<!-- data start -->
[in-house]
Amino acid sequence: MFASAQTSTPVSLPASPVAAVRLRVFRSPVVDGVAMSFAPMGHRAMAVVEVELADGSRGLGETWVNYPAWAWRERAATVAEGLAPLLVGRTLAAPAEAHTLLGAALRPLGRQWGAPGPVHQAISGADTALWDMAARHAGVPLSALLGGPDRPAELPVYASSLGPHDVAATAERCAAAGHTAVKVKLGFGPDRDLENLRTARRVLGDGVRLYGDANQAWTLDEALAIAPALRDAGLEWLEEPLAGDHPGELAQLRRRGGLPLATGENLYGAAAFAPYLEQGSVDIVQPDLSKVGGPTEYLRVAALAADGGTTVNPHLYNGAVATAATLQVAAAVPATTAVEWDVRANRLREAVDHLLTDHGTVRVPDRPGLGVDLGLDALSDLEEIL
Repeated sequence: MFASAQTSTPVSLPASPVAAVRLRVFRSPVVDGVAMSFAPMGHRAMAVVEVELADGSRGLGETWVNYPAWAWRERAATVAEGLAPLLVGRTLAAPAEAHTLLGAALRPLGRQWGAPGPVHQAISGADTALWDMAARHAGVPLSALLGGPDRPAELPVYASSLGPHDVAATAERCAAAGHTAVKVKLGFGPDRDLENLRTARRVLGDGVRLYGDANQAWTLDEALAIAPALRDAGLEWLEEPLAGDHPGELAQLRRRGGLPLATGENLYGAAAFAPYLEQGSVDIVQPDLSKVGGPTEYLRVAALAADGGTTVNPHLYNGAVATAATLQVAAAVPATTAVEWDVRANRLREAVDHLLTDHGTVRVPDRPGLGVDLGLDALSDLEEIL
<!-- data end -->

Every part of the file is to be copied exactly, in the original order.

[in-house]
Amino acid sequence: MFASAQTSTPVSLPASPVAAVRLRVFRSPVVDGVAMSFAPMGHRAMAVVEVELADGSRGLGETWVNYPAWAWRERAATVAEGLAPLLVGRTLAAPAEAHTLLGAALRPLGRQWGAPGPVHQAISGADTALWDMAARHAGVPLSALLGGPDRPAELPVYASSLGPHDVAATAERCAAAGHTAVKVKLGFGPDRDLENLRTARRVLGDGVRLYGDANQAWTLDEALAIAPALRDAGLEWLEEPLAGDHPGELAQLRRRGGLPLATGENLYGAAAFAPYLEQGSVDIVQPDLSKVGGPTEYLRVAALAADGGTTVNPHLYNGAVATAATLQVAAAVPATTAVEWDVRANRLREAVDHLLTDHGTVRVPDRPGLGVDLGLDALSDLEEIL
Repeated sequence: MFASAQTSTPVSLPASPVAAVRLRVFRSPVVDGVAMSFAPMGHRAMAVVEVELADGSRGLGETWVNYPAWAWRERAATVAEGLAPLLVGRTLAAPAEAHTLLGAALRPLGRQWGAPGPVHQAISGADTALWDMAARHAGVPLSALLGGPDRPAELPVYASSLGPHDVAATAERCAAAGHTAVKVKLGFGPDRDLENLRTARRVLGDGVRLYGDANQAWTLDEALAIAPALRDAGLEWLEEPLAGDHPGELAQLRRRGGLPLATGENLYGAAAFAPYLEQGSVDIVQPDLSKVGGPTEYLRVAALAADGGTTVNPHLYNGAVATAATLQVAAAVPATTAVEWDVRANRLREAVDHLLTDHGTVRVPDRPGLGVDLGLDALSDLEEIL